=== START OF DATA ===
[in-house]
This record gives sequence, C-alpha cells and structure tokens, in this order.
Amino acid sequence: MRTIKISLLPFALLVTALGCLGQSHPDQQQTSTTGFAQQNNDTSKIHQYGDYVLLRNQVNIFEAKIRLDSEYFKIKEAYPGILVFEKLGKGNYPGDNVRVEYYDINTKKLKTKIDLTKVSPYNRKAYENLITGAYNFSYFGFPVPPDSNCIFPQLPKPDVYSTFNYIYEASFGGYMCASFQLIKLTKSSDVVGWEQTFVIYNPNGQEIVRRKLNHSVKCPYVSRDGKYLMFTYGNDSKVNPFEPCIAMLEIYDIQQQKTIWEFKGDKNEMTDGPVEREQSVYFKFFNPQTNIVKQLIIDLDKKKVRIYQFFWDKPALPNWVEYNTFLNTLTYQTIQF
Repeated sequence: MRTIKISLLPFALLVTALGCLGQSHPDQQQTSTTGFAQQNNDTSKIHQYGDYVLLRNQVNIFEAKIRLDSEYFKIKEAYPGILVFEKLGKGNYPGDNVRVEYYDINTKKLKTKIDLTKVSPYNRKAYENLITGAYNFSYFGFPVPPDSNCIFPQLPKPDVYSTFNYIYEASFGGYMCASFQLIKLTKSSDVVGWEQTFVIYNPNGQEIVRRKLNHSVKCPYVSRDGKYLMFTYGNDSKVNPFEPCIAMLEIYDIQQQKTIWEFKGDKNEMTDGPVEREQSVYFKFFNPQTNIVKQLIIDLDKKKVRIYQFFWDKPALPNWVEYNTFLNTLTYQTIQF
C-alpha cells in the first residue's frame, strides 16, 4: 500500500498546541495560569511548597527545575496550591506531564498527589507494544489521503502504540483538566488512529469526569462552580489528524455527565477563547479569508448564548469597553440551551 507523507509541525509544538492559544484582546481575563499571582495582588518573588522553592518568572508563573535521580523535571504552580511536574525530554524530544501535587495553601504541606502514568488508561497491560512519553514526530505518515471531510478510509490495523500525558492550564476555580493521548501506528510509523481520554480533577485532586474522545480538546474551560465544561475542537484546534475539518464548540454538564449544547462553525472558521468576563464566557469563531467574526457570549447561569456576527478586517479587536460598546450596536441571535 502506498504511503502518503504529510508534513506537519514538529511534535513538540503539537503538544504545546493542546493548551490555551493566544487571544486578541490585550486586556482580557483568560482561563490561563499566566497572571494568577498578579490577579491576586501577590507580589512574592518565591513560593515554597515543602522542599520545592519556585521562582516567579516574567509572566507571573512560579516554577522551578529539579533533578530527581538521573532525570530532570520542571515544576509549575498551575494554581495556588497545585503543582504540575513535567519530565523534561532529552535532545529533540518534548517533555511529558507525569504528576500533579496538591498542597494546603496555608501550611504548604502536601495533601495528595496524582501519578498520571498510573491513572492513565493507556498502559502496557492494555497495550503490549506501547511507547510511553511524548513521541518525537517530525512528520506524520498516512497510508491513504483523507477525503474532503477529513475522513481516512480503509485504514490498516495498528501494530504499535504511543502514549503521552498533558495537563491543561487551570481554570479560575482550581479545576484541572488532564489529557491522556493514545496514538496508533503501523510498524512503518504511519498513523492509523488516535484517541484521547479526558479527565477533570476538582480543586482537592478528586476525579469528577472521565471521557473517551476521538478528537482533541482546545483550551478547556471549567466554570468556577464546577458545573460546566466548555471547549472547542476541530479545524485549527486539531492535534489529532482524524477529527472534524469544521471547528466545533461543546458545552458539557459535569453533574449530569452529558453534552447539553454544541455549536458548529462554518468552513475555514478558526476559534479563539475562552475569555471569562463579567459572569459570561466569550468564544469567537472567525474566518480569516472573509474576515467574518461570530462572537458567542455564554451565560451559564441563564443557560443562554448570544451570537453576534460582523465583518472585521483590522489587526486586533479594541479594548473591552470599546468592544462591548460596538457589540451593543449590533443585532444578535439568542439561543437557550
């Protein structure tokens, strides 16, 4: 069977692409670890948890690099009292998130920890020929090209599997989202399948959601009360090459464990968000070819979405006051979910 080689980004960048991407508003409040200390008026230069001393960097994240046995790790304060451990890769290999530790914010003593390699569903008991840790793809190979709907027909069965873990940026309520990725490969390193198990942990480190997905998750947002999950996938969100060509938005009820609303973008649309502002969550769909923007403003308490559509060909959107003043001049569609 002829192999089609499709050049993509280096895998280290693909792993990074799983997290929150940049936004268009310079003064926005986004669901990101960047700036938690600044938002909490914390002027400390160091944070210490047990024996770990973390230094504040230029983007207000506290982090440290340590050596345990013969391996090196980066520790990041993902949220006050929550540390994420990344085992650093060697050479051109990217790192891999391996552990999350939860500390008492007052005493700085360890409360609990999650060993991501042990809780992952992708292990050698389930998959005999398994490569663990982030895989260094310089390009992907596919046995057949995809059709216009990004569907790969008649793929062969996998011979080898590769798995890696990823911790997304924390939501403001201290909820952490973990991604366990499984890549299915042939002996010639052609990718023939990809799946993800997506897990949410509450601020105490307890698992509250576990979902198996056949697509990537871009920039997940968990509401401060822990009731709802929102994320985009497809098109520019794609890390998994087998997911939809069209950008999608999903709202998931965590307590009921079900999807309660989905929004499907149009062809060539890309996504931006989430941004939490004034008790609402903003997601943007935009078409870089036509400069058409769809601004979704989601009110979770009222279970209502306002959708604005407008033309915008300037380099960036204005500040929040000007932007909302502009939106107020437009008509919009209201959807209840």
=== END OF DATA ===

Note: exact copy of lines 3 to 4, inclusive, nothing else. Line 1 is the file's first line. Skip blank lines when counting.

Amino acid sequence: MRTIKISLLPFALLVTALGCLGQSHPDQQQTSTTGFAQQNNDTSKIHQYGDYVLLRNQVNIFEAKIRLDSEYFKIKEAYPGILVFEKLGKGNYPGDNVRVEYYDINTKKLKTKIDLTKVSPYNRKAYENLITGAYNFSYFGFPVPPDSNCIFPQLPKPDVYSTFNYIYEASFGGYMCASFQLIKLTKSSDVVGWEQTFVIYNPNGQEIVRRKLNHSVKCPYVSRDGKYLMFTYGNDSKVNPFEPCIAMLEIYDIQQQKTIWEFKGDKNEMTDGPVEREQSVYFKFFNPQTNIVKQLIIDLDKKKVRIYQFFWDKPALPNWVEYNTFLNTLTYQTIQF
Repeated sequence: MRTIKISLLPFALLVTALGCLGQSHPDQQQTSTTGFAQQNNDTSKIHQYGDYVLLRNQVNIFEAKIRLDSEYFKIKEAYPGILVFEKLGKGNYPGDNVRVEYYDINTKKLKTKIDLTKVSPYNRKAYENLITGAYNFSYFGFPVPPDSNCIFPQLPKPDVYSTFNYIYEASFGGYMCASFQLIKLTKSSDVVGWEQTFVIYNPNGQEIVRRKLNHSVKCPYVSRDGKYLMFTYGNDSKVNPFEPCIAMLEIYDIQQQKTIWEFKGDKNEMTDGPVEREQSVYFKFFNPQTNIVKQLIIDLDKKKVRIYQFFWDKPALPNWVEYNTFLNTLTYQTIQF